Carrigogunnell Castle, Co. Limerick.

Location – West of Limerick city, near Clarina, not far from the N69. 

OS: R 497 552 (map 65)
GPS: R 49756 55292 (Accuracy – 2m)
Longitude: 8° 44' 32.67" W
Latitude: 52° 38' 47.68" N


Description and History – I’m extremely disappointed with my coverage of this site and I have put it up because these pictures have been sitting on my computer for nearly 5 years and I wanted to do something with them. Now that I’ve looked at them again I realise that I need to make a return visit. I visited here at the end of a long day and just couldn’t find the access route to the castle and I eventually gave up. 

The area in which the castle site originally belonged to the King of Thomond but later passed into the hands of the O’Briens. It is unclear as to who built the castle but it was built sometime prior to 1536 when it first appears in records.  However, the present remains appear to date to the 13th or 14th century but based on the architecture I would favour a 13th century date. It has all the hallmarks of a Norman built castle, but there is some evidence to suggest that it was built by the O’Briens in the mid-15th century when they took over the area during the Gaelic resurgence. This would seem late to me as this is when tower houses were coming into fashion and the grand castles of the Norman period were no longer being build.  The present remains are a bit of a mess as it was destroyed by English forces following the second siege of Limerick in 1691. They used gunpowder to destroy the castle which left the base of the rock on which it stands littered with architectural pieces and bits of spiral stairs. The castle had been occupied by 150 of James’s men. Under the Lieutenant-General Scravemore the castle was taken and the 150 taken to Clonmel as prisoners of war. Later that year the castle was destroyed. The present remains consist of the remains of a five-storey tower with a later adjoining house and various other buildings.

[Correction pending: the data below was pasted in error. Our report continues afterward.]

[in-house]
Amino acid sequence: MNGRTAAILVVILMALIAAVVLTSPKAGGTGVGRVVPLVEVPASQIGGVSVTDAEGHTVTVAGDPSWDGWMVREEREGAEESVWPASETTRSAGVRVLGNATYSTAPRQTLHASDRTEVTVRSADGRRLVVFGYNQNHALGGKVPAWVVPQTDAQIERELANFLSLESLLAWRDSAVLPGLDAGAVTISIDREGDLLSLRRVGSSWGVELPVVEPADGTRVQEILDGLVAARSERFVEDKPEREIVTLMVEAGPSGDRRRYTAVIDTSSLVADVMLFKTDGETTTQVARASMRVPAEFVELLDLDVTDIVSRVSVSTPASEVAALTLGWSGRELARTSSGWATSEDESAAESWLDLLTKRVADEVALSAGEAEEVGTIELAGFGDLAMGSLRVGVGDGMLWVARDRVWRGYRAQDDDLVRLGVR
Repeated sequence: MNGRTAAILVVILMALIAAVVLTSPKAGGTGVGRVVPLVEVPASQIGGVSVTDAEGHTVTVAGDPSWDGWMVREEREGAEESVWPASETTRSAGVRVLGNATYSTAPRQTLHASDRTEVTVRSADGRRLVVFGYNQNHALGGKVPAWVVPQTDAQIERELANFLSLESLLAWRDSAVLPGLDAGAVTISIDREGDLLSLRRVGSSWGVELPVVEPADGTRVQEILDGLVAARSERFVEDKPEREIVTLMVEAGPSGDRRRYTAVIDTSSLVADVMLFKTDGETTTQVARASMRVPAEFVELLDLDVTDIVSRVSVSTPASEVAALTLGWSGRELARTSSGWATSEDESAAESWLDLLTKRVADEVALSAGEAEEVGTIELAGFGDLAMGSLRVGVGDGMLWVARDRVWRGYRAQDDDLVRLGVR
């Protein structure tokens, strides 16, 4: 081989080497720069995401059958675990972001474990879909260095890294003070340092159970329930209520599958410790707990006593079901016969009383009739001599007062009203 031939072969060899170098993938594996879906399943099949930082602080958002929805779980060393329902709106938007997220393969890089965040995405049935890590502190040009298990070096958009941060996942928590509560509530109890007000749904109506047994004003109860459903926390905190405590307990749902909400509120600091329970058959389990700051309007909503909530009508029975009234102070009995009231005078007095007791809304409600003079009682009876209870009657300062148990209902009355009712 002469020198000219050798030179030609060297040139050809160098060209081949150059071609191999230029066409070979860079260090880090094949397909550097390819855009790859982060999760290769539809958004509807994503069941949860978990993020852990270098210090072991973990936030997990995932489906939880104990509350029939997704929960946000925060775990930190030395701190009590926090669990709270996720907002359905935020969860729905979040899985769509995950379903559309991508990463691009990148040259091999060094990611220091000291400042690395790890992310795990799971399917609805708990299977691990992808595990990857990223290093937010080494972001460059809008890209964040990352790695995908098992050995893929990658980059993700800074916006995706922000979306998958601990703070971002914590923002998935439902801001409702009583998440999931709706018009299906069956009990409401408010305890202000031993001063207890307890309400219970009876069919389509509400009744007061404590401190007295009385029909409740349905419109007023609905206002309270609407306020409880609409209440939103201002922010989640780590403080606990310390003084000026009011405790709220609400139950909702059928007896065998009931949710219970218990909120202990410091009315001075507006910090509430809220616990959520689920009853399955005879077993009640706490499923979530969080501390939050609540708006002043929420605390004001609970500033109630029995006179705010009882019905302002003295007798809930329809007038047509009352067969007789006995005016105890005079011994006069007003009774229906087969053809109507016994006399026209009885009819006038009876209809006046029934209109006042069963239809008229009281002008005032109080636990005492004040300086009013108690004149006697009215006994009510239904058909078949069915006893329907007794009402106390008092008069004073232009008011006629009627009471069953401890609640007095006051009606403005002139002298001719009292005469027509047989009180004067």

The name, Carrigogunnell, means the ‘rock of the candle’ and refers to folklore surrounding the hill on which the castle now site. It was supposedly the dwelling of a giant hag who would light a candle on the rock every night. Anyone who looked at the candle would die by morning. A hero named Regan broke this curse using a magic cap that was given to him by Luno of Liochlin, the magician. 

Difficulty – Finding the access route is tricky and there are clear no trespassing signs on the surrounding fields. I later learned that there is access to the castle site, but I have to return to find out where it is. 

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As seen from the road. 

This is about as close as I could get.




This castle is in dire need of conservation work. In places there is nothing holding it up. 

This kept me away that day. It's important to respect these signs. 

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